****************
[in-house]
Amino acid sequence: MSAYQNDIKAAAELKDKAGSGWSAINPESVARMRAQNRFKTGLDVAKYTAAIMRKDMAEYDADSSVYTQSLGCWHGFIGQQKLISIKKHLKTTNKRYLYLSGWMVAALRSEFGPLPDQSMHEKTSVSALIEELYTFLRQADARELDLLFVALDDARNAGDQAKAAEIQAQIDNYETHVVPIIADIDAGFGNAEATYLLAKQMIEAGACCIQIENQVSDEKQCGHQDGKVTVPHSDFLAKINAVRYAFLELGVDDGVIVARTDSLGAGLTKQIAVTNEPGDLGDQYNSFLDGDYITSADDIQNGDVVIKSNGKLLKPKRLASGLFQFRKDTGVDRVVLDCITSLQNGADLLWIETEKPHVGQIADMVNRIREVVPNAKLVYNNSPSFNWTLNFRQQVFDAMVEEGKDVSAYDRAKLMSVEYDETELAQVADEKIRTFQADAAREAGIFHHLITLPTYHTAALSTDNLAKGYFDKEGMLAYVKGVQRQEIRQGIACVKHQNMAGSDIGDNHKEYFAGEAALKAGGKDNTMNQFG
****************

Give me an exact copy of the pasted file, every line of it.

[in-house]
Amino acid sequence: MSAYQNDIKAAAELKDKAGSGWSAINPESVARMRAQNRFKTGLDVAKYTAAIMRKDMAEYDADSSVYTQSLGCWHGFIGQQKLISIKKHLKTTNKRYLYLSGWMVAALRSEFGPLPDQSMHEKTSVSALIEELYTFLRQADARELDLLFVALDDARNAGDQAKAAEIQAQIDNYETHVVPIIADIDAGFGNAEATYLLAKQMIEAGACCIQIENQVSDEKQCGHQDGKVTVPHSDFLAKINAVRYAFLELGVDDGVIVARTDSLGAGLTKQIAVTNEPGDLGDQYNSFLDGDYITSADDIQNGDVVIKSNGKLLKPKRLASGLFQFRKDTGVDRVVLDCITSLQNGADLLWIETEKPHVGQIADMVNRIREVVPNAKLVYNNSPSFNWTLNFRQQVFDAMVEEGKDVSAYDRAKLMSVEYDETELAQVADEKIRTFQADAAREAGIFHHLITLPTYHTAALSTDNLAKGYFDKEGMLAYVKGVQRQEIRQGIACVKHQNMAGSDIGDNHKEYFAGEAALKAGGKDNTMNQFG